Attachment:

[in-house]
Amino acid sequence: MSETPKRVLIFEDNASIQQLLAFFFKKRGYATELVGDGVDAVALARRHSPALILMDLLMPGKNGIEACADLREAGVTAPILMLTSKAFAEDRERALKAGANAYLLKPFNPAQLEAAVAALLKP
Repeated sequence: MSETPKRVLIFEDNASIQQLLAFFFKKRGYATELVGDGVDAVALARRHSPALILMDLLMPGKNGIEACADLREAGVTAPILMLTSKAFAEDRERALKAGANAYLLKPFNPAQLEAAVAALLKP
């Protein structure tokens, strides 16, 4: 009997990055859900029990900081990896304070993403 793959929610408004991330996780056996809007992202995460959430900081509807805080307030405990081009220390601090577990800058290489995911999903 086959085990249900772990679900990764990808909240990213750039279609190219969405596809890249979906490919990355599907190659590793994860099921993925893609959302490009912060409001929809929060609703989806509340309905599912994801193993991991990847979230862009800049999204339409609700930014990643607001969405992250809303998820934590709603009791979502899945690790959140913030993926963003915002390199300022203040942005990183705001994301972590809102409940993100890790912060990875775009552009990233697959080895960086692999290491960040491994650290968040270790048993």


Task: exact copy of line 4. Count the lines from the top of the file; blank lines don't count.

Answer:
């Protein structure tokens, strides 16, 4: 009997990055859900029990900081990896304070993403 793959929610408004991330996780056996809007992202995460959430900081509807805080307030405990081009220390601090577990800058290489995911999903 086959085990249900772990679900990764990808909240990213750039279609190219969405596809890249979906490919990355599907190659590793994860099921993925893609959302490009912060409001929809929060609703989806509340309905599912994801193993991991990847979230862009800049999204339409609700930014990643607001969405992250809303998820934590709603009791979502899945690790959140913030993926963003915002390199300022203040942005990183705001994301972590809102409940993100890790912060990875775009552009990233697959080895960086692999290491960040491994650290968040270790048993």